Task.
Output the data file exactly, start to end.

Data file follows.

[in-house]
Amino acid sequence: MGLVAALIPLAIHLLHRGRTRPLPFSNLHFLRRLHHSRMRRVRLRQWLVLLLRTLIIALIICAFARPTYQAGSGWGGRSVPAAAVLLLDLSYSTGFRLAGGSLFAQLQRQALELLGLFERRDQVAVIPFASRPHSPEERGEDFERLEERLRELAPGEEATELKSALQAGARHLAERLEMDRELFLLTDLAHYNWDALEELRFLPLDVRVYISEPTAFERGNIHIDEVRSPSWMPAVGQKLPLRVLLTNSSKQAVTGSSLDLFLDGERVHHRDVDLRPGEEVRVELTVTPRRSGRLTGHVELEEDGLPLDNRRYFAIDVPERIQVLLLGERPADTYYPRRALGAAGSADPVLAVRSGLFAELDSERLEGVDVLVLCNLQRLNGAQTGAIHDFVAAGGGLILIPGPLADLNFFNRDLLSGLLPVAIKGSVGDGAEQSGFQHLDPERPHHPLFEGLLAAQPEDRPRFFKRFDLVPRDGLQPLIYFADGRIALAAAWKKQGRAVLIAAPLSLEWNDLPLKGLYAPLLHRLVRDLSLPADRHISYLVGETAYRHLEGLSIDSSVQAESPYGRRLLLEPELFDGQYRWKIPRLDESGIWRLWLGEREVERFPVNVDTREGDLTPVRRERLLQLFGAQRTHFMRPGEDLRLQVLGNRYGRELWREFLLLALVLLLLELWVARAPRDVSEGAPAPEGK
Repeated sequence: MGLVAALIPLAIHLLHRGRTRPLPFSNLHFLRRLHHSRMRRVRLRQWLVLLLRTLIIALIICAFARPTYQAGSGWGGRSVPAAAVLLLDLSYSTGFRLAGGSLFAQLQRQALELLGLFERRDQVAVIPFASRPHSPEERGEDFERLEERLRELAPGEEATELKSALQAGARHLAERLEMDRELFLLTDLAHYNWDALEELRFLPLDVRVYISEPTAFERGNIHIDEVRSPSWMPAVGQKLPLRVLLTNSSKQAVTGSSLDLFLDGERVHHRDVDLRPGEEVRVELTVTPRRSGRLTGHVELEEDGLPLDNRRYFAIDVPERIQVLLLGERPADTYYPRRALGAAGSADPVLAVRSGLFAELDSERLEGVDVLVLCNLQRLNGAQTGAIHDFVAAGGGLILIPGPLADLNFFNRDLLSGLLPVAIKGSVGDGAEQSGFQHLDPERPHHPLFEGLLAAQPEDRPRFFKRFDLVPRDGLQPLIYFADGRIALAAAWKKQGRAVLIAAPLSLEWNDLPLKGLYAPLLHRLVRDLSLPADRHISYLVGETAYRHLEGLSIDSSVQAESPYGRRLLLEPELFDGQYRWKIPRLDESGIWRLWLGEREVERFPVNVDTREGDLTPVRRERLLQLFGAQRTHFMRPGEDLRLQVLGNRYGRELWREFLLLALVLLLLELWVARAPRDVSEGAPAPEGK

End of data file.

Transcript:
[in-house]
Amino acid sequence: MGLVAALIPLAIHLLHRGRTRPLPFSNLHFLRRLHHSRMRRVRLRQWLVLLLRTLIIALIICAFARPTYQAGSGWGGRSVPAAAVLLLDLSYSTGFRLAGGSLFAQLQRQALELLGLFERRDQVAVIPFASRPHSPEERGEDFERLEERLRELAPGEEATELKSALQAGARHLAERLEMDRELFLLTDLAHYNWDALEELRFLPLDVRVYISEPTAFERGNIHIDEVRSPSWMPAVGQKLPLRVLLTNSSKQAVTGSSLDLFLDGERVHHRDVDLRPGEEVRVELTVTPRRSGRLTGHVELEEDGLPLDNRRYFAIDVPERIQVLLLGERPADTYYPRRALGAAGSADPVLAVRSGLFAELDSERLEGVDVLVLCNLQRLNGAQTGAIHDFVAAGGGLILIPGPLADLNFFNRDLLSGLLPVAIKGSVGDGAEQSGFQHLDPERPHHPLFEGLLAAQPEDRPRFFKRFDLVPRDGLQPLIYFADGRIALAAAWKKQGRAVLIAAPLSLEWNDLPLKGLYAPLLHRLVRDLSLPADRHISYLVGETAYRHLEGLSIDSSVQAESPYGRRLLLEPELFDGQYRWKIPRLDESGIWRLWLGEREVERFPVNVDTREGDLTPVRRERLLQLFGAQRTHFMRPGEDLRLQVLGNRYGRELWREFLLLALVLLLLELWVARAPRDVSEGAPAPEGK
Repeated sequence: MGLVAALIPLAIHLLHRGRTRPLPFSNLHFLRRLHHSRMRRVRLRQWLVLLLRTLIIALIICAFARPTYQAGSGWGGRSVPAAAVLLLDLSYSTGFRLAGGSLFAQLQRQALELLGLFERRDQVAVIPFASRPHSPEERGEDFERLEERLRELAPGEEATELKSALQAGARHLAERLEMDRELFLLTDLAHYNWDALEELRFLPLDVRVYISEPTAFERGNIHIDEVRSPSWMPAVGQKLPLRVLLTNSSKQAVTGSSLDLFLDGERVHHRDVDLRPGEEVRVELTVTPRRSGRLTGHVELEEDGLPLDNRRYFAIDVPERIQVLLLGERPADTYYPRRALGAAGSADPVLAVRSGLFAELDSERLEGVDVLVLCNLQRLNGAQTGAIHDFVAAGGGLILIPGPLADLNFFNRDLLSGLLPVAIKGSVGDGAEQSGFQHLDPERPHHPLFEGLLAAQPEDRPRFFKRFDLVPRDGLQPLIYFADGRIALAAAWKKQGRAVLIAAPLSLEWNDLPLKGLYAPLLHRLVRDLSLPADRHISYLVGETAYRHLEGLSIDSSVQAESPYGRRLLLEPELFDGQYRWKIPRLDESGIWRLWLGEREVERFPVNVDTREGDLTPVRRERLLQLFGAQRTHFMRPGEDLRLQVLGNRYGRELWREFLLLALVLLLLELWVARAPRDVSEGAPAPEGK